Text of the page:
I want to escape from all of what I have around me, from my home, from friends and from my birth place and also I want to escape from this world. I want to escape from my home because I cannot bear the pain my family is experiencing on a daily basis. I cannot see my Mom’s sorrowful eyes nor do I have enough courage to tolerate the heart wrenching feelings of my elder sister Sammi. It is heart breaking when I see my elder brother as he is also helpless in doing something for our consolation.
I want to escape Balochistan because I do not have a heart to see people who are desperately waiting for their loved ones. Children of Balochistan, instead of living their childhood peacefully and playing with toys, are chanting slogans for the release of their disappeared family members. Almost every child of Balochistan is a “Sammi” waiting for her “Deen Mohammad”. Every mother is a “Khadija” waiting for “Zakir Majeed”. Every sister is “Seema Baloch” waiting for “Shabeer”.
I want to escape the land which has been bathing with the blood of innocents. Killers of humanity have complete immunity here, they can kill the mother of four year old Bramsh before her eyes and they can freely stab to death Kulsooms. No one is here to stop this brutality nor anyone pays heed to the “missing” persons’ grievances. The families are roaming from one city to another city to register their protest, but their never-ending struggle do not seem to bear any fruit.
I have spent my entire childhood in these worries. At that time when friends of my age were playing with their toys, I was at protest sites and knocking every door of justice for the safe recovery of my Baba. Eleven (11) long years have passed, but still I and my family are in a distressful situation. The situation in which we are spending our lives has been our fate since June 28, 2009 when we heard the devastating news of abduction of my Father, Dr Deen Mohammad. I recall those days when we had a happy family with my father among us. My father was a medical officer in district Khuzdar. He used to come to Mashkai, our home town, after every four months. I vividly remember how I could not wait even for 4-5 hours from the moment my father informed us that he was coming to Mashkai. Baba always used to bring toys for me. We used to lovingly protest with our father that we cannot wait for four (4) long months. At that time we were living at Nali Mashkai. Nali is a beautiful place surrounded by date palms. River Mashkai also flows across the village. On the southern side of the village there is a Pakistan Army camp. Whenever Baba came home, security personnel asked him where he was and why he always goes out of Mashkai. This happened despite the Army personnel knowing the fact that Baba was a medical doctor and his duty was in Khuzdar, the security personnel always used to torture us and my father by asking irrelevant questions.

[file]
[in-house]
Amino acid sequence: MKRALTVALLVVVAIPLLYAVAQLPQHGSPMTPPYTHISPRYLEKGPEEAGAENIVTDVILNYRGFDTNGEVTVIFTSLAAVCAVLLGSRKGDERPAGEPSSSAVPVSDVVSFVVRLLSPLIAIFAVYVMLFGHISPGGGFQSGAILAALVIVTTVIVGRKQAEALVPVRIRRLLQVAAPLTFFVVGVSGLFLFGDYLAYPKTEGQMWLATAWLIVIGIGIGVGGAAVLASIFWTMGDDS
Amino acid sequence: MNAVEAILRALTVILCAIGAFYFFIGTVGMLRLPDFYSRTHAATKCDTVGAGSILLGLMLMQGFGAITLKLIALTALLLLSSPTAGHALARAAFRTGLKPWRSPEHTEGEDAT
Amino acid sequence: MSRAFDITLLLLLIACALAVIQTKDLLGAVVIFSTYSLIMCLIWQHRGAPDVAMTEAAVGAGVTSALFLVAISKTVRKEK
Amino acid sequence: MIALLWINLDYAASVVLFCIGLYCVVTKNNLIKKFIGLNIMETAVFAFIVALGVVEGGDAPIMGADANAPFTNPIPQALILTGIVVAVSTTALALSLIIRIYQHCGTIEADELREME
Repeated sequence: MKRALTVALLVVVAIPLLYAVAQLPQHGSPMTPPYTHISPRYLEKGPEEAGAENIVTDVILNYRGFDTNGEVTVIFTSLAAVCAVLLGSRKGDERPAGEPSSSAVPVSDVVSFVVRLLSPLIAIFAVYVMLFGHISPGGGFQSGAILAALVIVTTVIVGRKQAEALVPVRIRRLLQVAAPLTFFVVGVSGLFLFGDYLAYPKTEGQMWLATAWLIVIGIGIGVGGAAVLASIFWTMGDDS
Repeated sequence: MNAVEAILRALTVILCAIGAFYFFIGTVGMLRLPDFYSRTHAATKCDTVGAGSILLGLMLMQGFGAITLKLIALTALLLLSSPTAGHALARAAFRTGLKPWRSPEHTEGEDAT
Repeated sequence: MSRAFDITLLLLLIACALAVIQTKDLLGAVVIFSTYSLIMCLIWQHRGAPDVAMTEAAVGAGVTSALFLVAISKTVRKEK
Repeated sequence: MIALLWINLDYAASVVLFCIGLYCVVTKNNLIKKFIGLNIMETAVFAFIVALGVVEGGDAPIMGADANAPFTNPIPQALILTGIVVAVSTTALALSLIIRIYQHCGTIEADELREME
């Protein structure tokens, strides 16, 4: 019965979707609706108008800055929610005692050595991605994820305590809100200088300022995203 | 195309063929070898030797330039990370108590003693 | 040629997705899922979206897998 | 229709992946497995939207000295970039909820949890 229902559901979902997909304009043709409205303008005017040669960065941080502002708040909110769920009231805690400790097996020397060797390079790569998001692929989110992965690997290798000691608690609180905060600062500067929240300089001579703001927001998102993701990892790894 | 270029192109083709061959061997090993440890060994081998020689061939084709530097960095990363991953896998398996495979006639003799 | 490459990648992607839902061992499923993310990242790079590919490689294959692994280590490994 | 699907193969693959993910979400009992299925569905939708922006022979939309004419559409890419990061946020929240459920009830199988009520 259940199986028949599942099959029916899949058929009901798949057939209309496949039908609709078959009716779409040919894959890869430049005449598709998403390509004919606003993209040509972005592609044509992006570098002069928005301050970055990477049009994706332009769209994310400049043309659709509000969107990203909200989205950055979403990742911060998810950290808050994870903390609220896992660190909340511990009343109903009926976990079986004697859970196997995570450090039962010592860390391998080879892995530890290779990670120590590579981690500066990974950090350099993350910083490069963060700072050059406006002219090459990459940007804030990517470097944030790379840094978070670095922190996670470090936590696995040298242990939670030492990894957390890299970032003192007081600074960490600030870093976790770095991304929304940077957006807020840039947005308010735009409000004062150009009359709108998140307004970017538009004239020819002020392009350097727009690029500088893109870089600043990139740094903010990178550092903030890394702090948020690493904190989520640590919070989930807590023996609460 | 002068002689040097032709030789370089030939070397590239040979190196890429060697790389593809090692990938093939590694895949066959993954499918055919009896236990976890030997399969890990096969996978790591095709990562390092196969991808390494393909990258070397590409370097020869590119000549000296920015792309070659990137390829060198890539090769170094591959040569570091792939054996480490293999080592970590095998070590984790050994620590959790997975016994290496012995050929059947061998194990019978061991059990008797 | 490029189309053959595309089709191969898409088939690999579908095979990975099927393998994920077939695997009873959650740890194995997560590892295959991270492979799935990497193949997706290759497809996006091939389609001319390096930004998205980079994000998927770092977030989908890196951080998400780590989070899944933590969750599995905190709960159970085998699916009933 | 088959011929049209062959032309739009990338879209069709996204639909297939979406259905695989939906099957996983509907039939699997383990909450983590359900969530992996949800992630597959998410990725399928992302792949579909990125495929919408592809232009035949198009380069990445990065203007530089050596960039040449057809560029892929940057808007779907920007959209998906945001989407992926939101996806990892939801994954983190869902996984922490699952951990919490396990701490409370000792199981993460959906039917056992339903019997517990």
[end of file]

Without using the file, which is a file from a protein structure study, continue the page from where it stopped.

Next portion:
When Baba was with us, all our relatives used to be so nice to us. They came to our home to visit us and always asked us if we need any favor from them. But ever since Baba has gone “missing”, all their artificial love has also faded down.
But the person who was and continues to raise us through all these difficulties is my mother. My mother has given us the reason to live. She motivated us to search and struggle for my Father. She put all her efforts to educate us. She gave us courage to go out and struggle for “Missing” Baloch people.
My mother also spent her childhood in difficult conditions like all the Baloch people of that time did. She used to go a long way to bring water for household use. She wanted to study in schools but there were no schools available for girls at that time. Because of not having schools, my mother did not study in schools. But after marrying my father, Dr Deen Mohammed, my mother had learnt so much from him. It was my father’s company that made my mother strong enough, and even after his abduction my mother has fought all difficulties alone. When my father was abducted, my mother has been all for us. I cannot even imagine how my mother faced difficulties for us. In front of us she pretended to be brave, but we know that there is a limit of patience. Perhaps sorrow can be hidden for one or two days, but it is not possible to hide it for 11 long years. Now we are passive toward one another’s feeling, because we are out of words, there are no words for our consolation. Distress of my father’s disappearance is unbearable, but we are still living with it. I still hope my father will come out one day, this hope is the reason I am still alive. All courts and Human Rights groups have disappointed me. But I will never give up the hope of getting justice.